Psychometric Testing Could Have Prevented Rob Ford As Mayor
Well, Rob Ford did it again (allegedly). Toronto now has the distinction of having an acting mayor that’s been caught smoking crack on tape not once, but twice (allegedly).
At Ideal Candidate, we’re big advocates of psychometric assessment and data-backed decision making. Although Rob Ford was democratically elected as mayor, let’s conduct a fun thought experiment on how psychometric testing could have prevented Rob from getting the job.
Here’s how Ford scores on four common characteristics of psychometric assessment:
- Conscientiousness: A public official representing the interests of millions of people needs to be conscientious: responsible, hardworking, and dependable. Conscientiousness is the Big Five personality traits with the strongest correlation to job performance (Barrick & Mount, 1991). According to attendance records of city council meetings, Rob Ford was absent for more than 50% of votes as a city councillor prior to being voted in as mayor. This unimpressive attendance record continues into his mayorship.
- Agreeableness: Agreeableness is another one of the Big Five personality traits. A mayor of a large city needs to be agreeable: cooperating and building consensus with dozens of city councillors and being tolerant of differences in opinions. Based on his bad mouthing of other councillors and aggressive reaction to criticism, it’s pretty safe to say this isn’t the case with Rob Ford.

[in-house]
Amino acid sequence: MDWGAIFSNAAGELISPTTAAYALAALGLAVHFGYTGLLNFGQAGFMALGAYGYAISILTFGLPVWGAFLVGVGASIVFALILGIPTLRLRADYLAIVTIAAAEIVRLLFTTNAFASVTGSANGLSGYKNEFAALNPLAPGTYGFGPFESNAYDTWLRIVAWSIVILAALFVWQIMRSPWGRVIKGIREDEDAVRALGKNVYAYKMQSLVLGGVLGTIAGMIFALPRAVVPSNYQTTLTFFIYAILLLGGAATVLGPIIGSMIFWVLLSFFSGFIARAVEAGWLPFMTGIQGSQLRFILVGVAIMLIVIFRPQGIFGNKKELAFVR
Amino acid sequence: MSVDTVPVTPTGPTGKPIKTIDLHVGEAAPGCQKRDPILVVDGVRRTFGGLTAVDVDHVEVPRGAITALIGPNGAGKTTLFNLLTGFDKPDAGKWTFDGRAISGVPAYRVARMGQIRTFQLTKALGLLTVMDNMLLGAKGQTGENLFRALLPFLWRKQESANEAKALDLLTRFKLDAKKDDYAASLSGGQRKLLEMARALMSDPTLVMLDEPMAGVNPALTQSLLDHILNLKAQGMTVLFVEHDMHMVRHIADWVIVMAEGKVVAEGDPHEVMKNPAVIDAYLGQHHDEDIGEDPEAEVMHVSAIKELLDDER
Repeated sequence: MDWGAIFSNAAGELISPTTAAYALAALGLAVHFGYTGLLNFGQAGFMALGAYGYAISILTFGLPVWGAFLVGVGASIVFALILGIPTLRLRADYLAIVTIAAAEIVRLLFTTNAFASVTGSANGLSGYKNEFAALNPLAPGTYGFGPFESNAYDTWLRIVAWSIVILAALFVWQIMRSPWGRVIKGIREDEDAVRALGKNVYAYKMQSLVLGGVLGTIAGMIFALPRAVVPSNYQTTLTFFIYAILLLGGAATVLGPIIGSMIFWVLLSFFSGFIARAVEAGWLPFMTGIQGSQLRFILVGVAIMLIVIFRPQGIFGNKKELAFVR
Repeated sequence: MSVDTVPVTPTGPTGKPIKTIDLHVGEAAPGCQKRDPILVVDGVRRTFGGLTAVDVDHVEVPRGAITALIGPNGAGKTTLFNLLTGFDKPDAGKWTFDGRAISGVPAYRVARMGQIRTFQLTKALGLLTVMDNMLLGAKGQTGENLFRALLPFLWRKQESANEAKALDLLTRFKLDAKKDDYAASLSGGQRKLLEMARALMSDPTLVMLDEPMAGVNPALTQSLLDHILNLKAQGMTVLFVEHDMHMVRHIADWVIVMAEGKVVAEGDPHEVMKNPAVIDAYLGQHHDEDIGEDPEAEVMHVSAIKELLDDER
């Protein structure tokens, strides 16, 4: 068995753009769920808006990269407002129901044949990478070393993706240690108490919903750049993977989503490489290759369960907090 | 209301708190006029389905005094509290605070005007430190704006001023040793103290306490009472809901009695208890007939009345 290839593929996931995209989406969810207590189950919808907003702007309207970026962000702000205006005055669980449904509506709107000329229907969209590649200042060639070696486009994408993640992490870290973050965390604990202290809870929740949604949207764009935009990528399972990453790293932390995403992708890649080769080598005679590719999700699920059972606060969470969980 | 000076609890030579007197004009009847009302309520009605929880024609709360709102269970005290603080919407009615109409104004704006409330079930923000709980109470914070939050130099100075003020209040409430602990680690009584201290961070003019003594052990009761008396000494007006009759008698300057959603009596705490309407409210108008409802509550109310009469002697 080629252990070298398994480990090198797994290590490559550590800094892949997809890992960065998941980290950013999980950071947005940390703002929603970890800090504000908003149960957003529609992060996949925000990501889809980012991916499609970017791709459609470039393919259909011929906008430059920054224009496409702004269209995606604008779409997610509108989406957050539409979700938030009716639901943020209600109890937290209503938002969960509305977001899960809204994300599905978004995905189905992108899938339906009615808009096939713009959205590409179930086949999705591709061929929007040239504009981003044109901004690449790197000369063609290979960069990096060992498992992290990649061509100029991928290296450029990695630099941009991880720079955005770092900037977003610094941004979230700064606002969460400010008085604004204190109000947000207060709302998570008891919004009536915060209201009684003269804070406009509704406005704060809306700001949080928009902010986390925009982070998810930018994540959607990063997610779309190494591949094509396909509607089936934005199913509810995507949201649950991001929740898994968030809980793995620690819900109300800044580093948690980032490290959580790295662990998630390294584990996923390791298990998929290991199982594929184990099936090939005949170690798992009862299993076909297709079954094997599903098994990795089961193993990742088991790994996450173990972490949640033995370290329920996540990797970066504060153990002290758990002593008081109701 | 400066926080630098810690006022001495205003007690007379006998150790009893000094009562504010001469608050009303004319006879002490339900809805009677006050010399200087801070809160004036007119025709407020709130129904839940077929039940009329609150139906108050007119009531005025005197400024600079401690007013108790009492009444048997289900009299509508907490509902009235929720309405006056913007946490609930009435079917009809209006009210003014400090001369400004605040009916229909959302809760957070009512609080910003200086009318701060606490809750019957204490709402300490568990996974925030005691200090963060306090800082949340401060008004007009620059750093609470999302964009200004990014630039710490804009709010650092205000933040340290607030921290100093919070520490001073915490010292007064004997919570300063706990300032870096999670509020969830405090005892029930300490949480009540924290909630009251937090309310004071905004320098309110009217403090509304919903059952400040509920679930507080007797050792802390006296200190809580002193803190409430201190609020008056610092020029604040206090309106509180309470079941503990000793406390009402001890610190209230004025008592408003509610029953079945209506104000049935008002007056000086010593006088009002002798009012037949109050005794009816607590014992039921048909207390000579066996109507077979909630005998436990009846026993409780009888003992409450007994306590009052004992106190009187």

- Integrity: A person in public office needs to be honest, trustworthy, and ethical. According to the Society for Industrial & Organizational Psychology, “Integrity tests are used to identify individuals who are likely to engage in inappropriate, dishonest, and antisocial behavior at work.” The results of Rob Ford’s integrity test would be interesting to say the least.
- Cognitive Ability: Cognitive ability (i.e., intelligence) has been found to be one of the best predictors of job performance, especially for jobs higher in complexity (Hunter & Hunter, 1984). Everyone can agree that the position of mayor is extremely complex with all the budgets to balance, strategies to envision, and policies to implement. As for Rob Ford’s level of cognitive ability, well, that remains undetermined.
Although this exercise was tongue-in-cheek, the serious takeaway is that psychometric assessments can help identify the strengths and weaknesses of any job candidate, before they’re in your office. Even mayoral ones.
Latest posts by Ji-A Min (see all)
- The Recruiting Software Stack: A Buyer’s Guide To The Top 4 Innovations - December 2, 2016
- AI Recruitment: The Future of Automated Recruiting - November 22, 2016
- Google Cloud Jobs API: 4 Things You Need to Know - November 17, 2016